Some students get jobs in the field they hope to enter after college. This is called an internship. Some interns receive money for their work. Other internships are unpaid. Still, the experience gives students a taste of the world outside of college. Sara Aucker is entering her junior year at American University. She is from Susquehanna, Pennsylvania. She is working for an organization that helps victims of violence at home.

SARA AUCKER: "Internships are huge. Everyone's just trying to get a feel for what experiences they want and what they want to do in the future."

Other college students choose to take summer classes. Students usually do not take a full set of classes. Instead, they take just one or two. The extra classes can help students to get ahead in their studies.

However, summers are not all work. Students spend time with friends, go to a movie or take a trip. David Spiegel is from Fort Worth, Texas. He will be a senior at American University in the fall. He wanted to make the most of his summer vacation.

DAVID SPIEGEL:"My friends and I have made a list of things we want to do over the summer. Different places to travel, to get away to, maybe a beach a few hours away. I'm trying to travel as much as possible and discover the city I've been living in for three years."

More than anything else, summer is a much needed break. College can be stressful. Sometimes doing nothing at all is just what a student needs after studying for final exams. A relaxing day under the summer sun will help students forget all about tests and studying.

Paul McCartney

Paul McCartney got his start in music before his teens. He learned to play piano and trumpet as a child. The guitar followed a short time later. He wrote one of the Beatles' most famous songs, "When I'm Sixty-Four," before he had even met any of the other band members.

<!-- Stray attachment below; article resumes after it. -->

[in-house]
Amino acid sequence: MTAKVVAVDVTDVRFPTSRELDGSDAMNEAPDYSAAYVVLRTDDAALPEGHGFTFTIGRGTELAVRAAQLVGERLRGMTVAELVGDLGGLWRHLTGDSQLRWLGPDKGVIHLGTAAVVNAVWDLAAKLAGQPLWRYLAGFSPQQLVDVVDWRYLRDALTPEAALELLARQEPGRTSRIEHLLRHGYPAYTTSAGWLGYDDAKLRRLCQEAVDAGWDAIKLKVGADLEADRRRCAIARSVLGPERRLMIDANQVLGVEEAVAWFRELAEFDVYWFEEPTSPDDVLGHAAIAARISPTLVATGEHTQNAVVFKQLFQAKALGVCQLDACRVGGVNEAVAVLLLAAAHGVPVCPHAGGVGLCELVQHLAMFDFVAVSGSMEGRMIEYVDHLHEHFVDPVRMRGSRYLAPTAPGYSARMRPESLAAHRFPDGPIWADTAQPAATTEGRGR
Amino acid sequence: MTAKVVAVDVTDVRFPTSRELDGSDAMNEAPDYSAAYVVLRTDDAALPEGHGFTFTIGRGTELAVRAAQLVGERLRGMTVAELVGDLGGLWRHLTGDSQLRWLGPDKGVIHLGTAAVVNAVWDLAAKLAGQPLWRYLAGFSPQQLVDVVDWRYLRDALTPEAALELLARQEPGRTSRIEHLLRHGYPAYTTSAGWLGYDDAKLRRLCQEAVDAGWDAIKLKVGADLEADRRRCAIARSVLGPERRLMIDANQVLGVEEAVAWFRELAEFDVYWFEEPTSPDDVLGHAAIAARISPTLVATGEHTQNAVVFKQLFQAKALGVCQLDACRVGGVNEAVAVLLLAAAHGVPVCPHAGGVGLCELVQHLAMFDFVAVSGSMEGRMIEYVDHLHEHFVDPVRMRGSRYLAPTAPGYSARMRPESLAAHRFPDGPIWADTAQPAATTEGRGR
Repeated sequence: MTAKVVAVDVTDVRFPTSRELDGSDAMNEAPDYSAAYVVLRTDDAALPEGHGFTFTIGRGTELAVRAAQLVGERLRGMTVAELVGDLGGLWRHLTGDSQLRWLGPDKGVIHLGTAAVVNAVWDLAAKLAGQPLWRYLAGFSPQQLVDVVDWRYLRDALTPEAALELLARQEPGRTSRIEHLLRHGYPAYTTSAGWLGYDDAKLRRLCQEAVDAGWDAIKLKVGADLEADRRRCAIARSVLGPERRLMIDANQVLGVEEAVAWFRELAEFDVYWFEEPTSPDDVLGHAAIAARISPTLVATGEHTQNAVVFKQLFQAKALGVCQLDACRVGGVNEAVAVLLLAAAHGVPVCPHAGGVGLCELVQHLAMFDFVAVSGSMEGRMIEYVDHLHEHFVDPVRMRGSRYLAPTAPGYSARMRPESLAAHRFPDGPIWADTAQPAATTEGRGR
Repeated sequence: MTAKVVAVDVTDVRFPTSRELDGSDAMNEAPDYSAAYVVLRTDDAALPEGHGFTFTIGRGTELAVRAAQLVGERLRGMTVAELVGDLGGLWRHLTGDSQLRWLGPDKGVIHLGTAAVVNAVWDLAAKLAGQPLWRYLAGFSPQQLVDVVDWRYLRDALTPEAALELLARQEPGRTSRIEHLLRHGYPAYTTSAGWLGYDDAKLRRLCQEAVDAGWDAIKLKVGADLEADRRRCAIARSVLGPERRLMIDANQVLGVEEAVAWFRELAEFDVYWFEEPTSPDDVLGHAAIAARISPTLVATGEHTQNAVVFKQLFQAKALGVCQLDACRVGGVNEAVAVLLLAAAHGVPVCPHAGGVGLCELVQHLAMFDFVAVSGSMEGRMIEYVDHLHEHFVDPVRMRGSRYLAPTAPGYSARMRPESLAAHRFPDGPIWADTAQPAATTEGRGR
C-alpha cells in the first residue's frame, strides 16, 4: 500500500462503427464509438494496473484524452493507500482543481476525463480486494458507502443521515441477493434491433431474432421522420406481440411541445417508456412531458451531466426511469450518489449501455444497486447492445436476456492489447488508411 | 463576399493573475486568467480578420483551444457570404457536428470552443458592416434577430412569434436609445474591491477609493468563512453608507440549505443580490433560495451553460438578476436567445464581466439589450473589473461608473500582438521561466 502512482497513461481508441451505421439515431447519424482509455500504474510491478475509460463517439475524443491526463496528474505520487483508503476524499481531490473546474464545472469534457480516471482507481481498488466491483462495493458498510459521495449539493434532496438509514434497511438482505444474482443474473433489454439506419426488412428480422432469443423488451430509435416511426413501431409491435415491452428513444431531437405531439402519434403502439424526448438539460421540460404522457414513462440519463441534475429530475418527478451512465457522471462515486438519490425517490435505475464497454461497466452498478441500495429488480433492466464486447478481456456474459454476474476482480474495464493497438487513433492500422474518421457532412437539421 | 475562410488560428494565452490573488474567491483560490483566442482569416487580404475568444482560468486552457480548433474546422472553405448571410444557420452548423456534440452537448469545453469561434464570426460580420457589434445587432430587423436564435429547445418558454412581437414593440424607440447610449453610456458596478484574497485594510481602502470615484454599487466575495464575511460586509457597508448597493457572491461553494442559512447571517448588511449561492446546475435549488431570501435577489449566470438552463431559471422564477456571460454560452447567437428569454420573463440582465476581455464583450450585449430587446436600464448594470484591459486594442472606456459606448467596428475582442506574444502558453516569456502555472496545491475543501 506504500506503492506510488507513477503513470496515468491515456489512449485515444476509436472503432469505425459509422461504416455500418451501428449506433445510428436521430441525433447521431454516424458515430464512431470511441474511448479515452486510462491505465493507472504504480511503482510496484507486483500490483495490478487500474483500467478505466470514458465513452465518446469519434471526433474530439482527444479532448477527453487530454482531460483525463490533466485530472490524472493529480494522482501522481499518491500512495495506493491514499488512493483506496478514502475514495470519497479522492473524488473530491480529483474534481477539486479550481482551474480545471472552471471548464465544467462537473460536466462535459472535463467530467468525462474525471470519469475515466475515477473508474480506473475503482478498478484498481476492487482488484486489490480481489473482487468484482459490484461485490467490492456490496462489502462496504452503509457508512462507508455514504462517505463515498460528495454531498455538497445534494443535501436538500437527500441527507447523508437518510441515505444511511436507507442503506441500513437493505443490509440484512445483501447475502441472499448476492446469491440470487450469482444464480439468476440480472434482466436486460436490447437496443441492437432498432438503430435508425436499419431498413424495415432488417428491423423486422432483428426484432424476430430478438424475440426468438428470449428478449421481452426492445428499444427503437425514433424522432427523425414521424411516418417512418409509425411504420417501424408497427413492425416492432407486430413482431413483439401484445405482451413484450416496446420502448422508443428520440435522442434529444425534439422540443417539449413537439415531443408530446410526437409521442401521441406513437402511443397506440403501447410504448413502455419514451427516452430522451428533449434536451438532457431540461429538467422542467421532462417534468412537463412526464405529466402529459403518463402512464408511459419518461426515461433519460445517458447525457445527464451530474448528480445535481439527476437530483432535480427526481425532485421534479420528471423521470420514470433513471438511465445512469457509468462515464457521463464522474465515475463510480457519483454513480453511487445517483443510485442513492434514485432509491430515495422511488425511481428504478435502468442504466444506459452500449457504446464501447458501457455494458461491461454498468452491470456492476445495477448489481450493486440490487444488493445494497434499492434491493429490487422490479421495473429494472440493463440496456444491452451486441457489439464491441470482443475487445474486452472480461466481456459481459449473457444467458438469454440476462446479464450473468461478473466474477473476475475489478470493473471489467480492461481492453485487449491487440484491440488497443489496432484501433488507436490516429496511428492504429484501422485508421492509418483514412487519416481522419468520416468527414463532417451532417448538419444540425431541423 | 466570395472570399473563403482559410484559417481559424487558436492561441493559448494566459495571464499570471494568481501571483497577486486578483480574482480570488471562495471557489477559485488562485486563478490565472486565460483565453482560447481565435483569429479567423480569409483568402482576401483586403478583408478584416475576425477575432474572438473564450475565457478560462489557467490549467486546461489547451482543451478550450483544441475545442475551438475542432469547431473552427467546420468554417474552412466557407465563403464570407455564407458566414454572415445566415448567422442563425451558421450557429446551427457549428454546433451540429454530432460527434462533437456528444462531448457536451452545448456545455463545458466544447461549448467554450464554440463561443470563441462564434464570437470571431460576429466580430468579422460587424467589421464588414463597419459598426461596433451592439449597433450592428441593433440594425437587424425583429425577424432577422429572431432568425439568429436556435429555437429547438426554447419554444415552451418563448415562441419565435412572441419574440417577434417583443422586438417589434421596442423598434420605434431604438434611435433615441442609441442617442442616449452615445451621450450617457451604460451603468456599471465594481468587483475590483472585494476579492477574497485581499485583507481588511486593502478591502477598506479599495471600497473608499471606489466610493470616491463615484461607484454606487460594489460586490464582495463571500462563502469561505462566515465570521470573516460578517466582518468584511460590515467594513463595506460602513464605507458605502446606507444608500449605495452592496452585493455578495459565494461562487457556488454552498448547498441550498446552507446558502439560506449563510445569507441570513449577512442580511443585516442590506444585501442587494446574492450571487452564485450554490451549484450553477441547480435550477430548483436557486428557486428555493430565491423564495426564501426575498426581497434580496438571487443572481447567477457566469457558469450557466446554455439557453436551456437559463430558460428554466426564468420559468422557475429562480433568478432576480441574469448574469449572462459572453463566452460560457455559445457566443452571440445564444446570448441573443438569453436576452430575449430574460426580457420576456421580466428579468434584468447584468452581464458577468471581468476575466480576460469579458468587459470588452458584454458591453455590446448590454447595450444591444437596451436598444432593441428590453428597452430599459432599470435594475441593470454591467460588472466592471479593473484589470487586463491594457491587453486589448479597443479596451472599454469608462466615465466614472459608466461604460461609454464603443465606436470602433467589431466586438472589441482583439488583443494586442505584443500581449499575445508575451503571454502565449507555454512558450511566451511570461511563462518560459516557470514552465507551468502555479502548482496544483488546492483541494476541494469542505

Sixty years later, President Obama awarded the British musician the Library of Congress Gershwin Prize for American Song. Faith Lapidus tells about the event and plays some of Paul McCartney's songs.

The event was held at the White House earlier this month. President Obama praised Paul McCartney for what he called his extraordinary contributions to American music and culture. He joked: "that's right, we stole you, Paul." The president called Paul McCartney the most successful songwriter in history. As a member of the Beatles, he wrote hundreds of songs that changed popular music forever.

President Obama also spoke about the difficult time people in the Gulf area were going through as a result of the oil spill. He said music can help people through bad times."Hey Jude" is a song that eases pain. Paul McCartney and John Lennon wrote the song. McCartney's words were meant to comfort Lennon's son, Julian, during his parents' separation.

Many people performed Paul McCartney's songs at the White House to honor him. They included Emmylou Harris, Herbie Hancock, Corrine Bailey Rae, Dave Grohl and Stevie Wonder. Wonder received the Gershwin Prize last year. In nineteen eighty-two Paul McCartney and Stevie Wonder had a hit song. Here they perform "Ebony and Ivory," written by McCartney.

After the Beatles broke up in 1970, Paul McCartney formed another successful band, Wings. The band included his wife, Linda, who died of breast cancer in nineteen ninety-eight. We leave you with Wings performing "Let 'Em In" from nineteen seventy-six.

I'm Doug Johnson. Our program was written by our Special English intern, Michael DeFabo, and Caty Weaver who was also the producer.